If, in the citizen’s misdirected mind, the authority and legitimacy of government is ascribed solely to it’s crude ability to successfully overcome every challenge to enforce it’s will by force, then we should expect less respect, less reverence towards the institutions of authority. In some cases, that lessened respect will be justified, as institutions increasingly abuse their authority, by trampling on the citizens’ natural rights, a problem stemming from the misdirected and ungodly attitudes of governing elites. These dual problems originate from a disconnect with the Christian faith, and an unawareness of the Social Kingship of Our Lord. The net result is an increased tendency to instability and oppression.
Pope Pius XI aptly stated that, “If, therefore, the rulers of nations wish to preserve their authority, to promote and increase the prosperity of their countries, they will not neglect the public duty of reverence and obedience to the rule of Christ.” This is the kingpin. When this foundation is removed, the house gradually collapses. “What we said…concerning the decline of public authority, and the lack of respect for the same, is equally true at the present day. ‘With God and Jesus Christ…excluded from political life, with authority derived not from God but from man, the very basis of that authority has been taken away, because the chief reason of the distinction between ruler and subject has been eliminated. The result is that human society is tottering to it’s fall, because it has no longer a secure and solid foundation.’”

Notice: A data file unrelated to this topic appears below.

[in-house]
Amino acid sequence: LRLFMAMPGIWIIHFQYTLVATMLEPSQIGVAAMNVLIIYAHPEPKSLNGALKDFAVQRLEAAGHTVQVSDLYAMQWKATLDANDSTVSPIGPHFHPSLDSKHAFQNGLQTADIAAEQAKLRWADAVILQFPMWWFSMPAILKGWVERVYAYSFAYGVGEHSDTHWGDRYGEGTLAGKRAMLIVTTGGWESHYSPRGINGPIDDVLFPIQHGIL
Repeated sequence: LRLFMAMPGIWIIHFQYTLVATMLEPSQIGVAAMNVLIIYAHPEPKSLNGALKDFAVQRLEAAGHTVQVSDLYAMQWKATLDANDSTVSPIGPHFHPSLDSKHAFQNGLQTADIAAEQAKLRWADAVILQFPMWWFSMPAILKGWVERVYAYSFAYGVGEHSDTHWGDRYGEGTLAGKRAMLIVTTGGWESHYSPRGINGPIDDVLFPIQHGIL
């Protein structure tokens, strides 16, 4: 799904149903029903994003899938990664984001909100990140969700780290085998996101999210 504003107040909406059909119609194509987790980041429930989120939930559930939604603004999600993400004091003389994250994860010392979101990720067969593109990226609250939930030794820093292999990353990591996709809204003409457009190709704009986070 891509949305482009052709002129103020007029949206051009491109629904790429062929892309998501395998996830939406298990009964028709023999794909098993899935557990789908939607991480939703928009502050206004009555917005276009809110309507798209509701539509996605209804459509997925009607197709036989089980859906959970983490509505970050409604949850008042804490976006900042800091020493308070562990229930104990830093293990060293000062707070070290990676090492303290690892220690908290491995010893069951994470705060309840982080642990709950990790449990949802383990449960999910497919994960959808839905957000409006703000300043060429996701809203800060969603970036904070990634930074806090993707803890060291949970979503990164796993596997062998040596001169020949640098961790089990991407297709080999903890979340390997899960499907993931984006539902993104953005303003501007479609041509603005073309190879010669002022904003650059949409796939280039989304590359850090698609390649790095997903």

The consequence of the current irreverence is the loss of much happiness, and an increase in heavy burdens that come from greater human conflict, whether in the home, because the authority of husband and wife are not accepted, or in society at large. As Pius XI remarked, “Oh, what happiness would be ours if all men, individuals, families, and nations, would let themselves be governed by Christ … then at length will many evils be cured; then will the law regain it’s former authority; peace with all its blessings be restored. Men will sheath their swords and lay down their arms when all freely acknowledge and obey the authority of Christ, and every tongue confesses that the Lord Jesus Christ is in the Glory of God the Father.”
This is Part I of a three-part series. Please return in a few days for Part II – “Establishing a New Order: The Rebellion Against Christ the King”
 Quas Primas, Pope Pius XI, “On the Feast of Christ the King,” 1925, par. 7. http://www.vatican.va/content/pius-xi/en/encyclicals/documents/hf_p-xi_enc_11121925_quas-primas.html,
 Ibid, par. 18.
 Ibid, par. 20